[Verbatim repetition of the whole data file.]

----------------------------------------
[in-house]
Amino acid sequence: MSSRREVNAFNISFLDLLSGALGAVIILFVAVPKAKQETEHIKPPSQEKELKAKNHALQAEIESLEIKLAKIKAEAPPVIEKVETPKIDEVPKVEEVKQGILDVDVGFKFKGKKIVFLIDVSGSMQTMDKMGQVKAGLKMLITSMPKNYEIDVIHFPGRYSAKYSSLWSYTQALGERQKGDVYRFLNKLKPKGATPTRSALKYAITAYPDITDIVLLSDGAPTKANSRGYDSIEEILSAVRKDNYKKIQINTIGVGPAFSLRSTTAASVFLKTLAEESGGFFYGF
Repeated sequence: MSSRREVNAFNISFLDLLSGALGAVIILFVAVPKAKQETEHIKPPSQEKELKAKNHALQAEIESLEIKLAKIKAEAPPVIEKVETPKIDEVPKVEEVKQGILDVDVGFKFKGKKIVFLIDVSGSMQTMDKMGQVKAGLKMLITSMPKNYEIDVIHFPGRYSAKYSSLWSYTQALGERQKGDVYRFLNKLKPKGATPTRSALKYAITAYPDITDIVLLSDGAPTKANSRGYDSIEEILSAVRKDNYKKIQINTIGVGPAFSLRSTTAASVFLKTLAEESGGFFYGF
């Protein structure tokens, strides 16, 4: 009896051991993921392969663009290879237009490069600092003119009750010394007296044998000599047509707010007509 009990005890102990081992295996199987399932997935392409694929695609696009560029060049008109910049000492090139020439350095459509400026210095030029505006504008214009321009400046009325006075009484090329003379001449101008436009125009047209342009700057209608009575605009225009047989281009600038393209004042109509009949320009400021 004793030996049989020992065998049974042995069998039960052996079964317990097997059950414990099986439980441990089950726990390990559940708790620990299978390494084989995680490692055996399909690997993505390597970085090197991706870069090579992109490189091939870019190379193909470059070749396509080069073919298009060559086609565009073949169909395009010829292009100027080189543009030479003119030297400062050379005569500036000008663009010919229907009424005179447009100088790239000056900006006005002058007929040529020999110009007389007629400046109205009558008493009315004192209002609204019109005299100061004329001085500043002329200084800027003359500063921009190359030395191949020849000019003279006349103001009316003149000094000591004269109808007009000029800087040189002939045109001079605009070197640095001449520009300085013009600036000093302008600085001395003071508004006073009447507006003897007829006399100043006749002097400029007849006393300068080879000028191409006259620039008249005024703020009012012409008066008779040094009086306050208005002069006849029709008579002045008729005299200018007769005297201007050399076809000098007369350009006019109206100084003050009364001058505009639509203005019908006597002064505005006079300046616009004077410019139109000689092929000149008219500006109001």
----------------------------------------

[in-house]
Amino acid sequence: MSSRREVNAFNISFLDLLSGALGAVIILFVAVPKAKQETEHIKPPSQEKELKAKNHALQAEIESLEIKLAKIKAEAPPVIEKVETPKIDEVPKVEEVKQGILDVDVGFKFKGKKIVFLIDVSGSMQTMDKMGQVKAGLKMLITSMPKNYEIDVIHFPGRYSAKYSSLWSYTQALGERQKGDVYRFLNKLKPKGATPTRSALKYAITAYPDITDIVLLSDGAPTKANSRGYDSIEEILSAVRKDNYKKIQINTIGVGPAFSLRSTTAASVFLKTLAEESGGFFYGF
Repeated sequence: MSSRREVNAFNISFLDLLSGALGAVIILFVAVPKAKQETEHIKPPSQEKELKAKNHALQAEIESLEIKLAKIKAEAPPVIEKVETPKIDEVPKVEEVKQGILDVDVGFKFKGKKIVFLIDVSGSMQTMDKMGQVKAGLKMLITSMPKNYEIDVIHFPGRYSAKYSSLWSYTQALGERQKGDVYRFLNKLKPKGATPTRSALKYAITAYPDITDIVLLSDGAPTKANSRGYDSIEEILSAVRKDNYKKIQINTIGVGPAFSLRSTTAASVFLKTLAEESGGFFYGF
């Protein structure tokens, strides 16, 4: 009896051991993921392969663009290879237009490069600092003119009750010394007296044998000599047509707010007509 009990005890102990081992295996199987399932997935392409694929695609696009560029060049008109910049000492090139020439350095459509400026210095030029505006504008214009321009400046009325006075009484090329003379001449101008436009125009047209342009700057209608009575605009225009047989281009600038393209004042109509009949320009400021 004793030996049989020992065998049974042995069998039960052996079964317990097997059950414990099986439980441990089950726990390990559940708790620990299978390494084989995680490692055996399909690997993505390597970085090197991706870069090579992109490189091939870019190379193909470059070749396509080069073919298009060559086609565009073949169909395009010829292009100027080189543009030479003119030297400062050379005569500036000008663009010919229907009424005179447009100088790239000056900006006005002058007929040529020999110009007389007629400046109205009558008493009315004192209002609204019109005299100061004329001085500043002329200084800027003359500063921009190359030395191949020849000019003279006349103001009316003149000094000591004269109808007009000029800087040189002939045109001079605009070197640095001449520009300085013009600036000093302008600085001395003071508004006073009447507006003897007829006399100043006749002097400029007849006393300068080879000028191409006259620039008249005024703020009012012409008066008779040094009086306050208005002069006849029709008579002045008729005299200018007769005297201007050399076809000098007369350009006019109206100084003050009364001058505009639509203005019908006597002064505005006079300046616009004077410019139109000689092929000149008219500006109001």